Monday, August 15, 2011

Law School Scam and Prissiness

I am sure most readers have seen the law school scam blog or read references to it. I agree with much of Mr. Mystery's observations (yes this is way too hush-hush not to be anonymous) except I don't believe law profs are as work averse as he or she suggests. Don't get me wrong; it is a world of little accountability but some do have a conscience.

One of my friends predicts this will become the new bandwagon for law professors resulting in much hand wringing about "what we have done to the students." Maybe my friend is right but, if so, it goes down as just another well ....bandwagon. By that I mean no one was on board on the basis of principle but only became interested when they were sure the wind was blowing the right way. What can I say? Just another example of individual gutlessness.

There are lots of others. I could count on one hand the number of law professors who have raised the issue of exploitation and its racial bias when it comes to college athletes. I guess that bandwagon is stalled.

Another one is the deep concern about diversity. Yes, faculty will argue and spends gallons of stomach acid on how much diversity counts and who to hire for a full time tenure track position. On the other hand, literally thousands of adjuncts, lecturers, and other teachers are hired without even a nod to publicizing the position in order to attract diverse candidates. That bandwagon is also stuck in a rut. The same goes for the salaries of staff people.

As I have written many times before, the best argument against tenure for law professors is that they waste it. Of all the groups I have observed, law profs, men and women, must have the highest level of average prissiness per person.(APPP).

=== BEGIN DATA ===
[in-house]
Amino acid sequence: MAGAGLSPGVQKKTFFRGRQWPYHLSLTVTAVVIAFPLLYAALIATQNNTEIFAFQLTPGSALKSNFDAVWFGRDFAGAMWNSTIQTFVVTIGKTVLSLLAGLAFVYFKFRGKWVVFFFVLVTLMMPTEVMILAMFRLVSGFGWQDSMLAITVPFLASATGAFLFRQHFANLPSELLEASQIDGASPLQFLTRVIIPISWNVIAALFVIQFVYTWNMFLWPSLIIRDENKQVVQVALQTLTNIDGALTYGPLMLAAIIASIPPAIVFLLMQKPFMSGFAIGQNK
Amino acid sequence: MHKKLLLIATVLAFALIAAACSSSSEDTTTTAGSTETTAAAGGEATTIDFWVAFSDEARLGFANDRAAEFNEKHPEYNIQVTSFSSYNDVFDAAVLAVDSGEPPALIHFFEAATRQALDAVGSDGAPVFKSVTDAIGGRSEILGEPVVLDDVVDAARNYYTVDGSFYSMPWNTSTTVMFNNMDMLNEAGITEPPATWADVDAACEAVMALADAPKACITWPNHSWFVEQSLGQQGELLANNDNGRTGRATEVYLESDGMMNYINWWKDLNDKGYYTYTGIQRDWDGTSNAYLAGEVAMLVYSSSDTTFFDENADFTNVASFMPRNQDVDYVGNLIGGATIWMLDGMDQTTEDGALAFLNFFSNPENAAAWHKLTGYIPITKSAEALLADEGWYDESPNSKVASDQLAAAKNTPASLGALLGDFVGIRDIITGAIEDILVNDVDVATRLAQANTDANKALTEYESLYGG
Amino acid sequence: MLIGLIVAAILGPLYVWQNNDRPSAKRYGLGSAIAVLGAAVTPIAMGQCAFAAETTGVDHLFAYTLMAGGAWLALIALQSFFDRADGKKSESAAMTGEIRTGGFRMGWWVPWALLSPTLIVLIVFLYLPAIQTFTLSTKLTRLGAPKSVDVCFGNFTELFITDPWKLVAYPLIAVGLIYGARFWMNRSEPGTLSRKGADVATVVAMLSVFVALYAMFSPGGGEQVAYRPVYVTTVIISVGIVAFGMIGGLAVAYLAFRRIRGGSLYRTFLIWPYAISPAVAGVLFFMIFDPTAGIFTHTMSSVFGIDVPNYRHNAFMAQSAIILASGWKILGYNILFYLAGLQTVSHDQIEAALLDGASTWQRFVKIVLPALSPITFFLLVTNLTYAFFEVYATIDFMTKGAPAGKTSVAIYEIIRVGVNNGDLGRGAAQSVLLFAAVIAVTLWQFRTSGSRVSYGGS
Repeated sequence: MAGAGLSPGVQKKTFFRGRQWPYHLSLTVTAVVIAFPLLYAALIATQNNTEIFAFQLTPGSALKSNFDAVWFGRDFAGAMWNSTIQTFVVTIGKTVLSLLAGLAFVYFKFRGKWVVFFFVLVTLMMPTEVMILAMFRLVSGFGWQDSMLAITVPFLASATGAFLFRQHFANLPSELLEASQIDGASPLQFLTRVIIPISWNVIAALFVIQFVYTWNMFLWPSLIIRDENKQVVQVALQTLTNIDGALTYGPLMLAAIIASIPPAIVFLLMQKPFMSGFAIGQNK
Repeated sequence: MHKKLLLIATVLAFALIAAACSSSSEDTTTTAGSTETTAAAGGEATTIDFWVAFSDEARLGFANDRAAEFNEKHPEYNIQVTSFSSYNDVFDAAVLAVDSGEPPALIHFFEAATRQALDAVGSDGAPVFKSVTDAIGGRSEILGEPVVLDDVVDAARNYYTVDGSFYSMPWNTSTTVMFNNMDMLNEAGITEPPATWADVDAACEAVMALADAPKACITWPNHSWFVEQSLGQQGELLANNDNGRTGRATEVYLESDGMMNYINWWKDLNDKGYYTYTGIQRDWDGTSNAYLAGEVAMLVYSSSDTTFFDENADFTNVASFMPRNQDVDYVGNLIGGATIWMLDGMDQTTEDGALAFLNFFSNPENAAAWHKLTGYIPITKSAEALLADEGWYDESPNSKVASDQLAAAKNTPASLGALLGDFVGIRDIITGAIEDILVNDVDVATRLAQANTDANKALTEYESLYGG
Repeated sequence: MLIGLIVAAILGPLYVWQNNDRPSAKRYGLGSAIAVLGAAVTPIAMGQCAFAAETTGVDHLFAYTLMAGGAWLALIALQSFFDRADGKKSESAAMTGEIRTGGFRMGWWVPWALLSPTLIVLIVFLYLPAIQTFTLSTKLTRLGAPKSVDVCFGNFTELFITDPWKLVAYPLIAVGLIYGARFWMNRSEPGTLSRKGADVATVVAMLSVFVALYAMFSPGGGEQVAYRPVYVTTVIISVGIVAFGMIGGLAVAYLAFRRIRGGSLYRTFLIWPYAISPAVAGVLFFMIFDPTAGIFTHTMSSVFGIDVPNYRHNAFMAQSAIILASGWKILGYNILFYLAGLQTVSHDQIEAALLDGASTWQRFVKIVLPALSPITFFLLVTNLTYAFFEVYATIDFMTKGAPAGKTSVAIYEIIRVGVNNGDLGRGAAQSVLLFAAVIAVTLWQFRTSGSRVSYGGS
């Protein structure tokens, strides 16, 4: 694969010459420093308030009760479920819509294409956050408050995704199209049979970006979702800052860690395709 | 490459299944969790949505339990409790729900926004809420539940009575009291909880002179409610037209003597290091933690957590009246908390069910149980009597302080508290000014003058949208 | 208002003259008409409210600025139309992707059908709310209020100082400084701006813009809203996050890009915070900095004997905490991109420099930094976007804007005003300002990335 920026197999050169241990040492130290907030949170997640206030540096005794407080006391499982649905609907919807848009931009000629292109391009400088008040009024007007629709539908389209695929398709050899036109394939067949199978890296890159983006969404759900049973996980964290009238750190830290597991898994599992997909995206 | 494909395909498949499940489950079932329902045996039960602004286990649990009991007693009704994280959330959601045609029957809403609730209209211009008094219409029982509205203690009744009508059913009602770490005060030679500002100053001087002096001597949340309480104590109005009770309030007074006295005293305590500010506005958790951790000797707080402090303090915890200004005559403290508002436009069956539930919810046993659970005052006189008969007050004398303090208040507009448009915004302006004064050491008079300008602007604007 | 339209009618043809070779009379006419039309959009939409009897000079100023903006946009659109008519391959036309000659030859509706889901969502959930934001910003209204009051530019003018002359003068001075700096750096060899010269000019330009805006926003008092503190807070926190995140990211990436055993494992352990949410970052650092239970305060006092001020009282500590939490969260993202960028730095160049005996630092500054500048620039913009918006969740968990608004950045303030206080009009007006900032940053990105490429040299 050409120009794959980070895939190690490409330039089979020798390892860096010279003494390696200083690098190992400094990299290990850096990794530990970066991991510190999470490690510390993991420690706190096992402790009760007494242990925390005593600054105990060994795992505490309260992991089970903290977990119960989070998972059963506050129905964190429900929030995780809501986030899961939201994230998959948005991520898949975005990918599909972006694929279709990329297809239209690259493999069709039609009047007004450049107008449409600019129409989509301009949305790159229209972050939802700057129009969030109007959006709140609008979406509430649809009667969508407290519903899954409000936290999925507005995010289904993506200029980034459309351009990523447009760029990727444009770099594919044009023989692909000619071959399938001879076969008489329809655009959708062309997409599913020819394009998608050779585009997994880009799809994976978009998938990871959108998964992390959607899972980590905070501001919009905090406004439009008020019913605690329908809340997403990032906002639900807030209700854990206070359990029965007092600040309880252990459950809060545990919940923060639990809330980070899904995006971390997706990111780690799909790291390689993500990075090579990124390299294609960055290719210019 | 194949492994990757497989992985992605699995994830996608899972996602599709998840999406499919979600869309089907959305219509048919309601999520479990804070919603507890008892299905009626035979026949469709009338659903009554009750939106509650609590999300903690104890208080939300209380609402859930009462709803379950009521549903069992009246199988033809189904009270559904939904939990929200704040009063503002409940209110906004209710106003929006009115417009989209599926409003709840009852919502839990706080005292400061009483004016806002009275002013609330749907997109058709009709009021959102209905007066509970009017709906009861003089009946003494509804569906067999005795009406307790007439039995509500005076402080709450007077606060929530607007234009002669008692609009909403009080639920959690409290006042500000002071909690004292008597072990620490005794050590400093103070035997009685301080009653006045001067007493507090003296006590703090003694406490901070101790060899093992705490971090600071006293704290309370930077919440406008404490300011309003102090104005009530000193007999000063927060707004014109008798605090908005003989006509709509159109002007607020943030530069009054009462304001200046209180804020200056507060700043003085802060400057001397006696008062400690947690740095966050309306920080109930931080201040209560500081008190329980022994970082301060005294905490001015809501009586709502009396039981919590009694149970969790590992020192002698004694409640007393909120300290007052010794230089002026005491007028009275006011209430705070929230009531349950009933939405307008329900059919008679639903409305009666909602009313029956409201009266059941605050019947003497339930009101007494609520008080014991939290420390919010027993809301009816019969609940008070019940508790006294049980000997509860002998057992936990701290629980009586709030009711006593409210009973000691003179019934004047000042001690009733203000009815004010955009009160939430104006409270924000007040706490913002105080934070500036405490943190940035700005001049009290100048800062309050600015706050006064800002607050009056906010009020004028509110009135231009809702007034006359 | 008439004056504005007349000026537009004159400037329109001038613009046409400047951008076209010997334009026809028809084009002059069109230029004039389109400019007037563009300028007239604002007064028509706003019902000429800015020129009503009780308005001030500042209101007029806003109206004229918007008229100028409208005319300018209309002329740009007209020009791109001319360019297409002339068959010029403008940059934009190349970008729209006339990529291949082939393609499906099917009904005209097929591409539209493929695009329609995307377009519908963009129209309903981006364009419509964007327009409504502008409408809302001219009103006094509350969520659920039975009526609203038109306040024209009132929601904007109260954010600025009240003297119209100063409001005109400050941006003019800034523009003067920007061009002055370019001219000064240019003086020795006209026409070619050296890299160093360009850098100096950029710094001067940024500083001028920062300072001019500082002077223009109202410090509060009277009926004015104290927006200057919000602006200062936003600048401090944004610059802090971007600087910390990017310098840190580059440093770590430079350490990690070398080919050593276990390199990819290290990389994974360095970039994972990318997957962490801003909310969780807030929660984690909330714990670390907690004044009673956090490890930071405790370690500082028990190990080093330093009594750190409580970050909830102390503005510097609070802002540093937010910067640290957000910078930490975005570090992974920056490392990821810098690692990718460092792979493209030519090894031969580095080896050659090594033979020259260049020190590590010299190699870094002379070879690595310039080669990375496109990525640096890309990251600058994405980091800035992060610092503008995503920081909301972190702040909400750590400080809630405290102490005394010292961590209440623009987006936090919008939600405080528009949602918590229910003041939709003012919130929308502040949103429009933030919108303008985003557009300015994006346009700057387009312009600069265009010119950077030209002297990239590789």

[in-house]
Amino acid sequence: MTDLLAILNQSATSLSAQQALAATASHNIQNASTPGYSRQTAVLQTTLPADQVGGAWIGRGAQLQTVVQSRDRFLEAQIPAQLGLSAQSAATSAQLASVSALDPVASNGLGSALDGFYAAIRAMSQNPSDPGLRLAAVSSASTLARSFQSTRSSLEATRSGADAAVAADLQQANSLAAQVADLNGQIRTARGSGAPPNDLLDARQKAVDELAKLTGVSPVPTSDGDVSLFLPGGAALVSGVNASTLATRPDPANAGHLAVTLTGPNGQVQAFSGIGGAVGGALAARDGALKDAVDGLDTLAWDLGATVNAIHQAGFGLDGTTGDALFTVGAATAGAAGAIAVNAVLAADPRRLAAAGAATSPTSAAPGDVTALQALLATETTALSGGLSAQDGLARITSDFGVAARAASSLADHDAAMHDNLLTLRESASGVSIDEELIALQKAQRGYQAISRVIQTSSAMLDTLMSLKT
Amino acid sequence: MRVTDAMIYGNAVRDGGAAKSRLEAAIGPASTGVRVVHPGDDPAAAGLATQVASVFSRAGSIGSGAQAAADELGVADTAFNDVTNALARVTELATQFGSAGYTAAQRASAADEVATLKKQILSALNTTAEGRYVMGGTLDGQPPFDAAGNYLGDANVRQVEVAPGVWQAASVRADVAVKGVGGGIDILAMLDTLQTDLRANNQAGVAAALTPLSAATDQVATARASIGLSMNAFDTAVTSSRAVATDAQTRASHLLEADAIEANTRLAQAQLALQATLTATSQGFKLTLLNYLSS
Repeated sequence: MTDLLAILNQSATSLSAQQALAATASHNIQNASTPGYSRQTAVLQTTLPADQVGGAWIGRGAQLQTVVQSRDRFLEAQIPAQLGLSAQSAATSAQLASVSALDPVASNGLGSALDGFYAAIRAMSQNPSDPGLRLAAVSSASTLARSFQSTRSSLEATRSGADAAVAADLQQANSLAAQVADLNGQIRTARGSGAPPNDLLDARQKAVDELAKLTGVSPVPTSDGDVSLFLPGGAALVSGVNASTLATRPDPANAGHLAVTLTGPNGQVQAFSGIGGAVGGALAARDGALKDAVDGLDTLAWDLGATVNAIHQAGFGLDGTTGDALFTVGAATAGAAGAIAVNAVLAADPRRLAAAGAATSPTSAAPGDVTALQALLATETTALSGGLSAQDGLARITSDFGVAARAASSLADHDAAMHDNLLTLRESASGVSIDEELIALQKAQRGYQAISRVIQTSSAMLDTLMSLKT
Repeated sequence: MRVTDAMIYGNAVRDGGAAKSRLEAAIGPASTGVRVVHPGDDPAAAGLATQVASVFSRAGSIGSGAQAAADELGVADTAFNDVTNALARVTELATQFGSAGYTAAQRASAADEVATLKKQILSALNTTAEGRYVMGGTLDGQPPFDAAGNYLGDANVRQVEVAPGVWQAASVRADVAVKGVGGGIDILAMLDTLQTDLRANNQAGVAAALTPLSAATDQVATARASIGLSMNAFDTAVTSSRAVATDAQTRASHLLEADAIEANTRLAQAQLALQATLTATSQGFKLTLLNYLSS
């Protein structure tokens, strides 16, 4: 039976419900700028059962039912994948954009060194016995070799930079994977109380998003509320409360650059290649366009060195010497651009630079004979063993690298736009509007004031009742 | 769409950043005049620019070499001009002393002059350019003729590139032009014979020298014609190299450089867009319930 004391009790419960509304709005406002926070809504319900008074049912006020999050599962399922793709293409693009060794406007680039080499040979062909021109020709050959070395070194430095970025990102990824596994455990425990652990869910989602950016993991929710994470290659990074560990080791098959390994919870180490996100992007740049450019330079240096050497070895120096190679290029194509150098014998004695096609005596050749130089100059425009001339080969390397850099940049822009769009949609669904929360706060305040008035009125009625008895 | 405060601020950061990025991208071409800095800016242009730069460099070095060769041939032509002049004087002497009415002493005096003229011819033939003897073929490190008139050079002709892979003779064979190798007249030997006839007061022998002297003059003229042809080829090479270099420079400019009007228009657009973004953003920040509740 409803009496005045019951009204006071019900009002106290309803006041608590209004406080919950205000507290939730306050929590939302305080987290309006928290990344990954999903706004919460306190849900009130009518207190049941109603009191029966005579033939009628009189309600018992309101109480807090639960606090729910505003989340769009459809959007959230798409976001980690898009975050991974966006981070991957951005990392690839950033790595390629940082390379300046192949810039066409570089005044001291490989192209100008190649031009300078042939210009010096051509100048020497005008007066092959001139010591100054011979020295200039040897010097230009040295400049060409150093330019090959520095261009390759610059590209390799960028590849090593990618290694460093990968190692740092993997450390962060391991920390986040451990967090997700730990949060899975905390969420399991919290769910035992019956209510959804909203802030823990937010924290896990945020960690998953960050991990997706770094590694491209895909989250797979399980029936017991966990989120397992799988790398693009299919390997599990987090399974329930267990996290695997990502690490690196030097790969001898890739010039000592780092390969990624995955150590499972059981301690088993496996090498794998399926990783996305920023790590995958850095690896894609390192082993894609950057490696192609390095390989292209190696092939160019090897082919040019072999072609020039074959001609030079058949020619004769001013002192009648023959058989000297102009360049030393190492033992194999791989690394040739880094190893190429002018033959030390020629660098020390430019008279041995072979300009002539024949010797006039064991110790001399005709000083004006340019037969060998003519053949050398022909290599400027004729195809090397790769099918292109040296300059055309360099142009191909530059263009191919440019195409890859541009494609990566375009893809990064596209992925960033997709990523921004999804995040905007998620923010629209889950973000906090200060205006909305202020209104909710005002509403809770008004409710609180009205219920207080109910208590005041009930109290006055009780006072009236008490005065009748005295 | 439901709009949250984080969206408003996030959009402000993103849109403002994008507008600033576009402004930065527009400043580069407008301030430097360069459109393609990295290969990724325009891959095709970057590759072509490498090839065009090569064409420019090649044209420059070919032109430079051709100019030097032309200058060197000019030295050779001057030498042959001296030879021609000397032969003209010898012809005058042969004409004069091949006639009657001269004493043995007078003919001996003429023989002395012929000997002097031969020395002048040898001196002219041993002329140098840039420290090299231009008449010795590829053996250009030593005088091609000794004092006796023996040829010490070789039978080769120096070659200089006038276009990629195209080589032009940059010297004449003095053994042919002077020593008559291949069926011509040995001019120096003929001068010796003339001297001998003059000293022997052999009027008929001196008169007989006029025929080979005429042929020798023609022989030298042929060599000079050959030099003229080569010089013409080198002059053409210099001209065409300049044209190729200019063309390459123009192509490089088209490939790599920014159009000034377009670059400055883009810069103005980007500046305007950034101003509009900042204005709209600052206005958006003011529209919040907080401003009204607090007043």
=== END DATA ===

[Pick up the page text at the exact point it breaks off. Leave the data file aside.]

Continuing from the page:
Jim Chen said...

"Use it or lose it." Not a bad battle cry.

Nando said...

In the last analysis, education in general is tinged with upper-class values.

I just finished reading "Mario Cuomo: A Biography" by Robert McElvaine. Cuomo attended law school in the mid 1950s. He attended St. John's Prep, St. John's College, and then attended law school at St. John's.

On page 72, Cuomo reflected of his time in prep school:

"They were all one generation ahead of us," he told me. "They spoke the language; they had a more sophisticated cultural background than I did - all of them. They had done things and been places that I knew nothing of. I was just out of it. I could compete with them - better - at everything they were doing in the classroom, or on the ball field. But the cultural difference - I just didn't understand it."

In addition, he also graduated in a tie for first in his law class. Of course, none of the Wall St. firms hired him. According to this account, he did not even receive one corporate law firm interview. Once again, we see that one's race hinder one's chances at achieving middle or upper class entry - even when they show that they can beat the "best" at their game.

He was born to Italian immigrants, and he went on to become one of the most articulate, inspirational, and honest elected officials of the last 50 years. Regardless of where one leans on the political spectrum, one should at least respect Cuomo's stands and demeanor. Yet, he felt out of place at a prep school. This speaks volumes. (At least, he used his skills to try to improve the situation for those not at the top.)